Academic journal article History of Economics Review

Sarah Ricardo's Tale of Wealth and Virtue

Academic journal article History of Economics Review

Sarah Ricardo's Tale of Wealth and Virtue

Article excerpt

Abstract: The paper reconstructs the life and activity of the author of a famous novel for boys as well as of a textbook of arithmetic and of essays on educational issues, who was also the sister of a famous economist. The bulk of the paper is dedicated to Alfred Dudley, a novel for boys about wealth, status, speculation, poverty, manual work, emigration and the role of virtue in making a decent society possible. Also the author's educational views are discussed, highlighting her opposition to Benthamite programs and her proposal for an interdenominational religious education, and arguing that her contributions to plans for a general education system were meant to respond to what had been Smith's, Malthus's, and perhaps also her brother's question, namely, how may wealth and virtue go together?

1 Introduction: The Life of a Nineteenth-Century Literary Lady

Sarah Ricardo Porter, or, allowing for increasing doses of male chauvinism, Sarah Porter nee Ricardo, Sarah Porter or Mrs G.R. Porter, was the youngest daughter of Abraham Ricardo. The latter had married Abigail Delvalle in 1769 and they had a huge family, even by eighteenth-century standards, of fifteen children (Sraffa 1955: 24). Sarah was born on 22 December 1790, twenty years after her famous brother, David Ricardo (ibid: 60). Her father was a man of considerable wealth and on his death left a fortune of 45,000 [pounds sterling]. It is of interest that a letter written in Sarah's handwriting and signed jointly with Esther, her sister, refusing a present in money from David has been preserved. It may date from some time after Abraham Ricardo's death in 1812 and before Sarah's marriage in 1814. The reason why David felt he had to offer some financial help was that Abraham had established that the younger children's share should be left in trust until they came of age or married, and as a consequence Sarah and Esther had an annual allowance of only 90 [pounds sterling] each to rely upon. The reasons for refusal, besides the opinion that they did not really need any more money, was an awareness of the undesirable side-effects of the gift relationship, 'for while one party is constantly receiving obligations from the other, there certainly cannot subsist that perfect equality so necessary to the unrestrained affection we at present feel towards each other' (Ricardo 1951-73, 10: 133). No information about the kind of education she received is available, and we may only guess, starting with what we know about the family. Given the practice among London upper-class Jewish families of hiring private tutors for their children (Black 1998: 4), we may conjecture that Sarah probably enjoyed not too bad a general education, with rather limited Jewish content, at home under private tutors.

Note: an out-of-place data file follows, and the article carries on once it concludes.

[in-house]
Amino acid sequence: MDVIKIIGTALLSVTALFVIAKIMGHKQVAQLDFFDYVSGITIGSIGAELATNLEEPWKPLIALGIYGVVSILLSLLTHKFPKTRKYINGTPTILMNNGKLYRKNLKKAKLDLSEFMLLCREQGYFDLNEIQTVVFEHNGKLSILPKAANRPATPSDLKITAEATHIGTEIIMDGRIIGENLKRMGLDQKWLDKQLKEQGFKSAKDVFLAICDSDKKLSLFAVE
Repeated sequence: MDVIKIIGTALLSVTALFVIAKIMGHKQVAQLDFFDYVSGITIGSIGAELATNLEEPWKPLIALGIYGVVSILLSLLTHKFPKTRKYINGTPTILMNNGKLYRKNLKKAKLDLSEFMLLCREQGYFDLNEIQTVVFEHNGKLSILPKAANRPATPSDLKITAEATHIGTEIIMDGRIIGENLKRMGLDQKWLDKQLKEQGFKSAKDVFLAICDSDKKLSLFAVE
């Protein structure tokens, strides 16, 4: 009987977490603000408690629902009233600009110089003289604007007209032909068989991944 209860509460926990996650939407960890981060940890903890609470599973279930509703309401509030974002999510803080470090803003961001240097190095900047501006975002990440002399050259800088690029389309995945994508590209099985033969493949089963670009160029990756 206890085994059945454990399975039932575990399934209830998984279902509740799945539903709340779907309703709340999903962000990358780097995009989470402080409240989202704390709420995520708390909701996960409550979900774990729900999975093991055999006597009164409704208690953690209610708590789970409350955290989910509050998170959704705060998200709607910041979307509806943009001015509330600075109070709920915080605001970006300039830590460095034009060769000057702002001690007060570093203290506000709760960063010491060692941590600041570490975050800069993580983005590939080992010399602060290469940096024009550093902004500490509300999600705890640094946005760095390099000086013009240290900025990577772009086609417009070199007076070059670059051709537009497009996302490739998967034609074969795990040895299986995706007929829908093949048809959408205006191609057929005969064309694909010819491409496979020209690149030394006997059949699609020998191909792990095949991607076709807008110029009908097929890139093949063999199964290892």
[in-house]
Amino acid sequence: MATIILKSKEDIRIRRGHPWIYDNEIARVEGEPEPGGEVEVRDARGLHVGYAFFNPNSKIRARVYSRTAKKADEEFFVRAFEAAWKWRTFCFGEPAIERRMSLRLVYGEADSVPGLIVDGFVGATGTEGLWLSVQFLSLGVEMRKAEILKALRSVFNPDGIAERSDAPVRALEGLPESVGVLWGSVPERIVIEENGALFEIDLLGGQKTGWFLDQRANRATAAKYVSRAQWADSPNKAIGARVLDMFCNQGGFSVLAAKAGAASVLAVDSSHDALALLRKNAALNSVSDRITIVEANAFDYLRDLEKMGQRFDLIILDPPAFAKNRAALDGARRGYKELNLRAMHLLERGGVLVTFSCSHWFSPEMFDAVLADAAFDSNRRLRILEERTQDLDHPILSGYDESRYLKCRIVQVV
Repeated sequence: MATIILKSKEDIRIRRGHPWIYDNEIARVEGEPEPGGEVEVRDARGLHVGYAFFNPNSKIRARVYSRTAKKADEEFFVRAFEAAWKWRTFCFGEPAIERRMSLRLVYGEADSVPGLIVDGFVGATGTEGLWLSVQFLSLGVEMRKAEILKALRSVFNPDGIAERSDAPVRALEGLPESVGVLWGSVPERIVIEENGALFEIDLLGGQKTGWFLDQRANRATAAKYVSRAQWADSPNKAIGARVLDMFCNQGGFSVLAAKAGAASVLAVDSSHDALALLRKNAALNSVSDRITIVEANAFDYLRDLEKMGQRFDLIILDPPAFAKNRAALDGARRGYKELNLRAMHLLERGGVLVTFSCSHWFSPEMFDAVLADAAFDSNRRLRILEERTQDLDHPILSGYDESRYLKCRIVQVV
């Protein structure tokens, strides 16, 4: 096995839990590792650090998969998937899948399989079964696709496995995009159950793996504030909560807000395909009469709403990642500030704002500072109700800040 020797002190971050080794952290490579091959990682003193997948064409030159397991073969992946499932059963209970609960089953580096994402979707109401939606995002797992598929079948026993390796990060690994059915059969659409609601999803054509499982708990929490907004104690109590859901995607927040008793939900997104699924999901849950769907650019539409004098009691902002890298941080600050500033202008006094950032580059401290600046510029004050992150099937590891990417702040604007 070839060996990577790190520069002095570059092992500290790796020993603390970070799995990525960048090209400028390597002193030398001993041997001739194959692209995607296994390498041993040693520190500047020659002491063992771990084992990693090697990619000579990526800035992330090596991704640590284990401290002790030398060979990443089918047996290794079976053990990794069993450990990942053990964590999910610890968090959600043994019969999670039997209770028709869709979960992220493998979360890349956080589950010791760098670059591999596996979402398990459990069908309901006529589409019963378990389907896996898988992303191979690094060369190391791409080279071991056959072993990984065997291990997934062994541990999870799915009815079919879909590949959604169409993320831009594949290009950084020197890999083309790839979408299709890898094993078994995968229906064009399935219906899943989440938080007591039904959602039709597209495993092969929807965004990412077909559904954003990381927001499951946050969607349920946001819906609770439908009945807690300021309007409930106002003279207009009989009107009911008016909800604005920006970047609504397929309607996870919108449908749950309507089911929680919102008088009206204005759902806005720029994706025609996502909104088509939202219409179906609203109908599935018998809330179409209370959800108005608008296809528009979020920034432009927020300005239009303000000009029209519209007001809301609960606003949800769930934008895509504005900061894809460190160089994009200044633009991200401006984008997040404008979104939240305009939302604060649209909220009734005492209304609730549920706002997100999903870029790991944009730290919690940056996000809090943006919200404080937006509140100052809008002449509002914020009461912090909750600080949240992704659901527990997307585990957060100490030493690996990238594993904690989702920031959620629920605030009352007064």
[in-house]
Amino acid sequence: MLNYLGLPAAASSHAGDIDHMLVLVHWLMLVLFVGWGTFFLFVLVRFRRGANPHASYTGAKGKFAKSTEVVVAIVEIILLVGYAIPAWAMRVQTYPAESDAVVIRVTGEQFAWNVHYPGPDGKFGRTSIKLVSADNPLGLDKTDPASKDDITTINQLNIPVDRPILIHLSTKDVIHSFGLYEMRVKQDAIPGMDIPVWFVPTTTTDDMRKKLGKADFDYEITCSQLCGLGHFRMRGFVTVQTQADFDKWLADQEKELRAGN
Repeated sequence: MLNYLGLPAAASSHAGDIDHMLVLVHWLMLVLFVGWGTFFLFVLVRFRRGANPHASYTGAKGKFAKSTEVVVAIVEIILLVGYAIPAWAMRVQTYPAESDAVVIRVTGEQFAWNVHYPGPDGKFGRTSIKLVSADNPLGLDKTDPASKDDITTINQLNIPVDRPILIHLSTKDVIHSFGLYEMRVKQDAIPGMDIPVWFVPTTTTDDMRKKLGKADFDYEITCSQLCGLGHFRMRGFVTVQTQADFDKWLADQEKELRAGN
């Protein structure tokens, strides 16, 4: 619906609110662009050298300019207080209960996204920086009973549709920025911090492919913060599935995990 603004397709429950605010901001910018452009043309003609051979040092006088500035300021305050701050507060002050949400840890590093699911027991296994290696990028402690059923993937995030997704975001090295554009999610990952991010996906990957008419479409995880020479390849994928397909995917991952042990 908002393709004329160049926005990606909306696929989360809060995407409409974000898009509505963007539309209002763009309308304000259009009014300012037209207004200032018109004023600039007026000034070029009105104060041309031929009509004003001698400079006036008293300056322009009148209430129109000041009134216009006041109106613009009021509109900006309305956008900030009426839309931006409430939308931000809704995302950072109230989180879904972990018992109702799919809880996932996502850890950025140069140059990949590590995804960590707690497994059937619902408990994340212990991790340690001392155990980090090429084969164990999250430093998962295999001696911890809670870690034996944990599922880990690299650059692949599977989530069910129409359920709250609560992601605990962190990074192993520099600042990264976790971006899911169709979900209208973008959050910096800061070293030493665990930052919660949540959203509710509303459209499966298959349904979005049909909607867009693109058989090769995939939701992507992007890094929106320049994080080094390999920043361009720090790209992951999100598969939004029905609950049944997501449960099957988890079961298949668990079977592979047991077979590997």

In 1814 or earlier Sarah married George Richardson Porter (Sraffa 1955: 60). The story that she 'married a school friend of her brothers' (Anonymous 1862) may be inaccurate, for she was the youngest in the family and the groom was two years younger than her. She was one of six among the Ricardo siblings who married outside the Jewish Community and we may assume that she became a member of the Church of England (Sraffa 1955: 54-61; Henderson 1994: 140). Her husband, born in London in 1792 and the son of a merchant, was employed for many years with the Board of Trade statistical department, and became in 1841 one of the secretaries in the railway department. He had strong political opinions, those of a staunch liberal and enthusiastic free-trader, and was the author of several publications, including a renowned statistical overview of the British Society (Hewins 1959-60 [1882]; Waller 1877; McCulloch 1845: 80, 220, 222). (1) We are told by the Gentleman's Magazine that the Porters lived at Putney Heath in 1852 (Anonymous 1852), and that Sarah lived at West-hill, Wandsworth, when she died on 13 September 1862 (Anonymous 1862).

Not surprisingly, no entry is dedicated to her in the Dictionary of National Biography. …

Search by... Author
Show... All Results Primary Sources Peer-reviewed

Oops!

An unknown error has occurred. Please click the button below to reload the page. If the problem persists, please try again in a little while.